(New blog post about finding writing inspiration under a refreshing shower – an electric power shower, I mean, not English autumn rainfall!)
Grabbing a quick shower yesterday morning while my husband walked my daughter to school, my cares fell away.
My conscience was clear: my part of the early morning duties were complete:
- breakfast prepared – check
- school lunchbox packed – check
- daughter’s hair brushed and plaited – check
- her purse topped up with a pound coin for after-school Film Club – check
For a moment I could let my busy head empty as I got myself ready for work.
At least, I thought I was letting my mind just wander, but after a few moments basking with my eyes closed, I suddenly realised that flowing into my head as steadily as the water was pouring from the shower head was a whole stream (groan) of ideas for various articles I was scheduled to write over the next few days:
- two book reviews (the first has since hit the ether here)
- the theme for this month’s parish magazine column (now on paper)
- the gist of my piece for the November issue of the Tetbury Advertiser (emailed to the editor this morning)
So quickly and easily were these ideas coming, from somewhere deep within my subconscious, that I was tempted to spend the rest of the day in the shower. At this rate, I could have written a three-inch thick novel by tea-time.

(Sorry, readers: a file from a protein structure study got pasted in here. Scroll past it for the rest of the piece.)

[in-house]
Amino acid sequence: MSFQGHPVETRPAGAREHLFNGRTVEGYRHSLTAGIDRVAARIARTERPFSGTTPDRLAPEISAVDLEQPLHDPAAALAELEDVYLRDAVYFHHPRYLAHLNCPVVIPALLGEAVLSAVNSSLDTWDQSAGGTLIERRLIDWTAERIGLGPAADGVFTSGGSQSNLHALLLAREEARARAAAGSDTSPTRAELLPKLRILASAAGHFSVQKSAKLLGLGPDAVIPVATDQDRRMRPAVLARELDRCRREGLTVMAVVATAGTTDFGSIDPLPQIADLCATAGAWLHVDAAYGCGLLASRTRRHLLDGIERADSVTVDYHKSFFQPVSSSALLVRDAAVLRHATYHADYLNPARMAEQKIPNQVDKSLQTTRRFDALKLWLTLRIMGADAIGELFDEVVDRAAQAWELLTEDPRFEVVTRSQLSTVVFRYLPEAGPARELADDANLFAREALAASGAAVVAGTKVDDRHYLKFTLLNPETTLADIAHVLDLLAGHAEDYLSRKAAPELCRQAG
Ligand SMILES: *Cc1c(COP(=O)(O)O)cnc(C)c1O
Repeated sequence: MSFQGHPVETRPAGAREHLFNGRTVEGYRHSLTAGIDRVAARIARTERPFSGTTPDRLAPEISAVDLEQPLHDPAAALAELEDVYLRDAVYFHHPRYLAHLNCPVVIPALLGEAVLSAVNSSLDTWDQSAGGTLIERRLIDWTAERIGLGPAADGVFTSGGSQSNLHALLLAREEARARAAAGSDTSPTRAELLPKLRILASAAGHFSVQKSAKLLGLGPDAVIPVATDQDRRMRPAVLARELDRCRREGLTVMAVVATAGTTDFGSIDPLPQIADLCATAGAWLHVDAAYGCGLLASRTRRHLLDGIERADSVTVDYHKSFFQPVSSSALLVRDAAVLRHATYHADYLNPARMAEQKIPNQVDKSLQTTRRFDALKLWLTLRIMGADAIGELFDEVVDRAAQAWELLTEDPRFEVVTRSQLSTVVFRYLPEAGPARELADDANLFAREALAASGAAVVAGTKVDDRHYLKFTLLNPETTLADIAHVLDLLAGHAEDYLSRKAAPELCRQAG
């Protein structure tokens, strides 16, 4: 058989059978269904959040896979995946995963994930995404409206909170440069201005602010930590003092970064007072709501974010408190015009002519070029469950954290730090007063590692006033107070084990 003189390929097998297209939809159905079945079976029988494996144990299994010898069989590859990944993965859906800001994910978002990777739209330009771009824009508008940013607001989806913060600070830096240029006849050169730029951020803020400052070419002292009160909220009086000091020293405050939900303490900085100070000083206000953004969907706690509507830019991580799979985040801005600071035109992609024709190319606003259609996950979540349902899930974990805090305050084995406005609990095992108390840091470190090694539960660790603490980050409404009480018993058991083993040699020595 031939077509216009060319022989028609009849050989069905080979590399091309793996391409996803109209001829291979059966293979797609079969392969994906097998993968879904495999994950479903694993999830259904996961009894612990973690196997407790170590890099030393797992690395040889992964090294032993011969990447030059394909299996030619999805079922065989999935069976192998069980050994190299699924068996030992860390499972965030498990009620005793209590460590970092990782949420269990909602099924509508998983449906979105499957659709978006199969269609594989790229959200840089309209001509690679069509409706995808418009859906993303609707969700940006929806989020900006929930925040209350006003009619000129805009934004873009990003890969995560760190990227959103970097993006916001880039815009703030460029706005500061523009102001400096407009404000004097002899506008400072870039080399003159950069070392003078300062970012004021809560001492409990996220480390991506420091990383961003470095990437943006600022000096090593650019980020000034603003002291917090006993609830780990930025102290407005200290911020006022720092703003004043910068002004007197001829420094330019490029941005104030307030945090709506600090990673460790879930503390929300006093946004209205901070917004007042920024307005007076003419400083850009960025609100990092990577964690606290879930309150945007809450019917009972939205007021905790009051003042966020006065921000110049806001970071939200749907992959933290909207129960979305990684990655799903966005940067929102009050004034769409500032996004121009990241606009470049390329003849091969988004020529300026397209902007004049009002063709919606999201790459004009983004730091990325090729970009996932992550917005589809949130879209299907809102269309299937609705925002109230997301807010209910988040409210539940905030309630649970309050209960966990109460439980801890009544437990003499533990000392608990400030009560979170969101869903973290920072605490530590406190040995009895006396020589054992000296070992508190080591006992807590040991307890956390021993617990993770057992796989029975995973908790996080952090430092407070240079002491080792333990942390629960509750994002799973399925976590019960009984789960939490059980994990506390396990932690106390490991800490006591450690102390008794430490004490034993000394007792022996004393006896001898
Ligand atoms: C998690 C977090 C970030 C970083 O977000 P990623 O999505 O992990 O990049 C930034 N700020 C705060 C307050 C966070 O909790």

But I had to head for the office of reading charity Readathon, where I spend my weekday mornings, so I cut my shower short at 15 minutes.
Short? I hear you cry. My husband complains that even 15 minutes is far too long, though it’s nothing compared to my daughter’s record of 45 minutes. (I’d never seen anyone enjoy a shower lying down, until she did.)
Even so, considering my mind had felt drained when I stepped into the shower, I was pleased with the result – and I don’t mean just being squeaky-clean.
It had been a bit like taking a restorative nap. Although I can never sleep during the day, I’m a great believer in sleeping on a problem. Rather than lie there fretting in the dark, I recommend going to bed with the unsolved challenge lodged firmly at the back of your mind, and leaving it to stew the night away. Very often, on waking, I find the problem’s been solved, as if someone’s whispered it in my ear while I was out for the count.
Which makes me wonder what miracles of creativity I could perform if I went into hibernation. If it gets much colder this weekend, I think I’ll give it a try.
If you liked this piece, you might be interested in these posts about different kinds of power: